UCF film alumni team up with legendary director Abel Ferrara to produce movie

Central Florida Future

Originally published in the Central Florida Future: http://www.centralfloridafuture.com/news/ucf-film-alumni-team-up-with-legendary-director-abel-ferrara-to-produce-movie-1.2691465?pagereq=1

Bachelor of Fine Arts alumni Christopher Carullo and BrianDeutzman teamed up with indie legend Abel Ferrara in their latest rendition of a film that originally started as a Directing II project.

It was a matter of luck, and 23-year-old Deutzman was in the right bar in Little Italy at the right hour.

“I recognized a guy at the bar who ended up being Ferrara. Ourfirst meeting opened up dialogue between us, which ultimately led to him seeing the film,”said Deutzman, the producer of the short film 3 by 3, 1 by 1.

But the collaboration wouldn’t take place until their second opportune encounter.

“My girlfriend was actually cast in a film he was making,”Deutzman said. “He saw the film and thought it was interesting.”

The legendary American director found the film so interesting that he offered to be the executive producer. An executive producer generally oversees the monetary aspects of a film, but because the film only cost $500 to make, the name of a creative and well-known director like Ferrara on a project like 3 by 3, 1 by 1 is what really makes his involvement so significant.

“His name recognition was a huge support and helped us gain connections that are worth more than money,”Deutzman said. “Without that, I don’t think this film would have gotten as far as it did as quickly as it did.”

3 by 3, 1 by 1 invites its audience into the intimate lives of eight young adults living in the 21st century. The characters face issues and circumstances common to today’s youth. As one relationship tackles infidelity, other characters contemplate suicide and dabble in cocaine.

The film was edited into a triptych form allowing its viewers to engage in the individual lives of the characters while also absorbing the larger picture of how each of the lives connects.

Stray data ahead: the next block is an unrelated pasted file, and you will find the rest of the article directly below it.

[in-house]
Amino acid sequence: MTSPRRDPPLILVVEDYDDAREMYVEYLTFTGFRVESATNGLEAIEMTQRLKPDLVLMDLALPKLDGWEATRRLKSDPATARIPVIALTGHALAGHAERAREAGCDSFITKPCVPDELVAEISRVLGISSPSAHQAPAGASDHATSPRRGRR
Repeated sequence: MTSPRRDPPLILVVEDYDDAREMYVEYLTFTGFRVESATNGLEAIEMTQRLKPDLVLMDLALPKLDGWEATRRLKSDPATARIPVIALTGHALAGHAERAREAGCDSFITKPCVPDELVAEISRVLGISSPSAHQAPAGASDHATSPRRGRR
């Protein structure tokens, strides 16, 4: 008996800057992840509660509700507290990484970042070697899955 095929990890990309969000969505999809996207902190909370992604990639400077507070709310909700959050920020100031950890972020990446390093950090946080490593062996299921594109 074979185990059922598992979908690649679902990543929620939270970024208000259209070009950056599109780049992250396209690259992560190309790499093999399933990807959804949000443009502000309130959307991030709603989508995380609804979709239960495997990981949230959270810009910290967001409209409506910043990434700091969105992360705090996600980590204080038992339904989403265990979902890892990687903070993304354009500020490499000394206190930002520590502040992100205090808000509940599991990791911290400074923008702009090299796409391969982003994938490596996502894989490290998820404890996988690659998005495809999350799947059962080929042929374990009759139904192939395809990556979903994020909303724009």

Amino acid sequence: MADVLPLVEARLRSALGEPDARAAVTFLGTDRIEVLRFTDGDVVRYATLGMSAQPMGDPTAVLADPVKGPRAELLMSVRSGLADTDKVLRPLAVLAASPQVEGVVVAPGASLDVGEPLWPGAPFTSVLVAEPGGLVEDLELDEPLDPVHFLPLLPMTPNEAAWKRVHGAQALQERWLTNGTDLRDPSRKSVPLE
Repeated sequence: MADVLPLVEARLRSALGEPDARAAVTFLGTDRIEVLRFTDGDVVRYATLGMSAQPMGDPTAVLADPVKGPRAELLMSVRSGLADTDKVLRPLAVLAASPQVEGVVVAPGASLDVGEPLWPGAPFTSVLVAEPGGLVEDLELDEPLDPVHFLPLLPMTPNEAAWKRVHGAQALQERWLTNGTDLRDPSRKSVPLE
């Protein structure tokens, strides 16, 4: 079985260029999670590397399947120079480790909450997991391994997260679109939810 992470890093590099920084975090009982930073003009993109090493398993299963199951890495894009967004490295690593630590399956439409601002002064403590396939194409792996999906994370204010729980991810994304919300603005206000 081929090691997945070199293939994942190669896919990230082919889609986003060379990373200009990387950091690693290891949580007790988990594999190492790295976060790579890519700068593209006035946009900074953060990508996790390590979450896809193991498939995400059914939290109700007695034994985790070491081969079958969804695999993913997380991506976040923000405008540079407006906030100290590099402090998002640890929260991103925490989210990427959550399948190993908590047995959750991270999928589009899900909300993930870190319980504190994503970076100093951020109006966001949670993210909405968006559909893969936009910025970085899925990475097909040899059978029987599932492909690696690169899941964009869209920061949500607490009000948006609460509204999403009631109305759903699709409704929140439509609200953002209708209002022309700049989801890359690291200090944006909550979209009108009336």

“The film shows small moments in the characters’ lives, but almost as if you were reading status updates on Facebook or a friend telling you something about someone else,” director Carullo said.

Like a triptych painting, a video triptych arranges three separate videos to play on the same screen. In 3 by 3, 1 by 1, Carullo uses three different projectors to reveal three individual narratives occurring simultaneously. It is through this method that the audience is able to enter into the subjective perspectives of each character.

“This film is more of an attempt to show how the world is. We live very subjective lives. We think of things in terms of how they affect us instead of how they affect the world,” 22-year-old Carullo said. “Combining these individual narratives into one film shows that we all exist in one world.”

But Carullo combines more than just narratives. The latest version of 3 by 3, 1 by 1 is actually the product of two separate projects melded into one 12-minute film. The first four minutes of the film are taken from Nite Boy/Day Girl, a short that Carullo created for his Directing I course. The remainder of the film is snagged from a project thatCarullo developed for his Directing II class, an eight-minute short also titled 3 by 3, 1 by 1.

Five Stories, an annual compilation of short films made by UCF film and cinema studies students, featured Carullo’sNite Boy/Day Girl in its 2010 edition and the original version of 3 by 3, 1 by 1 in its 2011 edition.

“Choosing the films is difficult as there are many more than five films worthy of making the cut,” said Jesse Wolfe,UCF film professor and Five Stories committee chair. “So while there have been some students who have had films chosen for Five Stories more than once, it is a rare occurrence.”

But the latest version of 3 by 3, 1 by 1 couldn’t have been completed without Deutzman’s help. As a producer,Deutzman saw the growth potential in combining Carullo’s two films and was determined to make it happen.

“It’s been an intimately collaborative process,” Deutzman said. “He was staying at my place for 10 days while working on this film, and I had to stay at his a few weeks prior. It’s a commitment and it has to be, or else it won’t end up a really good product.”

And according to senior and BFA film major Jon Perez, the commitment has paid off.

“The film is simple and honest. It makes you feel like you’re a part of something, and not many films can do that,” Perez said.

The film, which is set for a web release early March, will be screened at the Hypontic Suggestion exhibition on April 7 and will also be available free of charge through a mobile application mid-2012.



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